SUBLIME filling of the popular-cultural no-man’s-land between Christmas Day and New Year’s Day with a set of short but charming mini-documentaries on a handful of erstwhile childrens’ TV favourites too old to still be ‘on’ but too recent to be properly nostalgised over yet: Tiswas, Play School, Vision On, the Smallfilms ouvre, Crackerjack, an odds-and-ends collection taking in Bill & Ben/Trumptonshire/Fingerbobs/Captain Pugwash/Mr Benn, and most infamously of all, a startling look back at the rivalry between Blue Peter and Magpie, peppered with guarded inter-presenter verbal barbs and hinting at all manner of shadowy The Fourth K-esque management power struggles behind the scenes. No wonder Noakes and Shep were so keen to ‘Go’! Packed to the ‘white void’ studio rafters with original contributors and bizarre anecdotes about stolen Teds, incinerated Mintons, foul-mouthed Clangers, New York taxi drivers shouting ‘COMPOST CORNER!’, ‘baby bump’-concealing scenery, Hamble-torture, Gilliam/Yellow Sumbarine-emulation, Leo Sayer fuming at theft of trademark ‘perm’, hypothermia-afflicted future Doctor Whos, backstage Play School joint-toking, and sticking two fingers up at Noel Edmonds, and with nary a second-rate standup doing that counting an imaginary ‘witty’ list off on their fingers thing in sight, this was – in a very real sense – what they want. Not to mention inspiring someone, somewhere to upload a handful of Fred Harris JPEGs…Read More
Posts Tagged With 'Peter Glaze'
SALUTARY LESSON IN how to piss away the goodwill of an entire nation of kids. First came sedate desks ‘n’ buzzers 60s incarnation with a few muted sketches and the Crackerjack Pencils as prizes (you couldn’t just write in and ask for one, y’know, you had to EARN it!). The sainted EAMONN ANDREWS, PIP HINTON and LESLIE CROWTHER kept things ticking over with the right modicum of underwhelmed enthusiasm. Then came, however, invasion of music hall slapstick courtesy of troupe comprising PETER GLAZE, DON MACLEAN, JAN HUNT, LEIGH MILES, GILLIAN COMBER, BERNIE CLIFTON and hosts MICHAEL ASPEL and/or ED ‘STEWPOT’ STEWART. Stretched credibility – and viewers’ ear drums – to limit whenever gang decided, “spontaneously”, to break out of some sketch or other to reprise contemporary popular song of dizzying unsuitedness, such as Bowie’s ‘Golden Years’ or ‘Something for the Girl with Everything’, originally by Sparks, now by MacLean as he assaulted Glaze with an old boot. Programme as a whole still tolerable, though, until the 80s hoved into view and format was tweaked again to bring us – oh dear God – camp commandant STU FRANCIS. Cue gunge, shouting, irritating meaningless catchphrases (“Ooh, I could crush a grape/rip a tissue/pummel a peach”), The Fucking Krankies, The Great Soprendo (admittedly the one decent bit in it: “See this glass of milk? You see it? Right, you see it? Now it has gone, yes!”), Chas’n’Dave theme (“Lumberjack? No! Steeplejack? No! Uncle Jack? No!”) and dolly bird “assistants” who fed shit jokes to Stu for shit one-liners no kid could possibly understand/find funny (gags about Charles Aznavour for fuck’s sake). They even dropped Double Or Drop. Whole wretched noisy mess mercifully axed by Michael Grade.Read More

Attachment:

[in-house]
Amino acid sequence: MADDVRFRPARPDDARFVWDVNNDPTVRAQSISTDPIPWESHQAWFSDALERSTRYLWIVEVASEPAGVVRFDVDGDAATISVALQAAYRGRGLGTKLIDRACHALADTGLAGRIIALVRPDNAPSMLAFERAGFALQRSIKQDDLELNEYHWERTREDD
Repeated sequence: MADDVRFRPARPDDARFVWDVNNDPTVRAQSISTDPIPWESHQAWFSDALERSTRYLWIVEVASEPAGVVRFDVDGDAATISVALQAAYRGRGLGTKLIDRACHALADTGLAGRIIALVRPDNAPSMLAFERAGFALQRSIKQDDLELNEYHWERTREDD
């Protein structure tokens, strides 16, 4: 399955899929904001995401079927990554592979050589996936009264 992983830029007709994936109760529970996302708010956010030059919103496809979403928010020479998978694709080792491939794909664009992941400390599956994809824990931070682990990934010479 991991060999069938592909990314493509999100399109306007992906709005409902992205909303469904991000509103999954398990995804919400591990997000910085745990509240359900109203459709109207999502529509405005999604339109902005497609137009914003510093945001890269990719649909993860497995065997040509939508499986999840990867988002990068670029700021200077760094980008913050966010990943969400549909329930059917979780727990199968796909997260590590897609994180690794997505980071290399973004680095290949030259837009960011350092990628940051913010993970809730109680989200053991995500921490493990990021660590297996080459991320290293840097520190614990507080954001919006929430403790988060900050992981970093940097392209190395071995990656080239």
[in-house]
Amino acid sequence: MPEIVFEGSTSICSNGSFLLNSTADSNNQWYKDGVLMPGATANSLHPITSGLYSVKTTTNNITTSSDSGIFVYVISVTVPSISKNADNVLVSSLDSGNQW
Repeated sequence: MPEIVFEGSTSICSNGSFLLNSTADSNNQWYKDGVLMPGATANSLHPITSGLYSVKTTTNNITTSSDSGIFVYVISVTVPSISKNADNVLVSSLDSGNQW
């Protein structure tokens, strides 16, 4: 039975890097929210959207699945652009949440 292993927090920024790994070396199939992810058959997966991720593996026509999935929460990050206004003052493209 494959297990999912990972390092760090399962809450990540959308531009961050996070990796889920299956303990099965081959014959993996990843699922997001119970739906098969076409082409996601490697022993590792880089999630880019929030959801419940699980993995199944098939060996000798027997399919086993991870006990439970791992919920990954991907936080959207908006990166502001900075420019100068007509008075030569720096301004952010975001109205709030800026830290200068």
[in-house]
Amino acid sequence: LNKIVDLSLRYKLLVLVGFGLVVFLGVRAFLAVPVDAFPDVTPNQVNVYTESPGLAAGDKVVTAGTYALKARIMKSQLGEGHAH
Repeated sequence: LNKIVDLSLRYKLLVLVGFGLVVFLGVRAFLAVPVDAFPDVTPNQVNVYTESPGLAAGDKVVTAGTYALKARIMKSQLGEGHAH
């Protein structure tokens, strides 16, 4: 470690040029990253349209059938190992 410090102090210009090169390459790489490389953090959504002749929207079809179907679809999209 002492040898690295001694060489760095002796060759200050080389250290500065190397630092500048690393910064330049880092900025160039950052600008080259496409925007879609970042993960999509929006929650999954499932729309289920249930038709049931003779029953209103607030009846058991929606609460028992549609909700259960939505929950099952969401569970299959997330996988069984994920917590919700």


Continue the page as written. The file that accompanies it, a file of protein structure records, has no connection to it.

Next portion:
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Creamguide's Pick of the Day
Shame it didn’t start five minutes earlier. This is clearly outside the Cream era but it’s a fascinating document all the same, and made for intriguing viewing when this channel last showed it a decade ago. Only three hours exist, and it’s not three consecutive hours either, so there are slightly odd bits where it fades to black and it’s suddenly four hours later, but as an example of the conventions of fifties telly in particular and society in general it’s well worth a watch. David Butler and Bob McKenzie are still around, although in those days they spent as much time explaining how the election worked as what it all meant.
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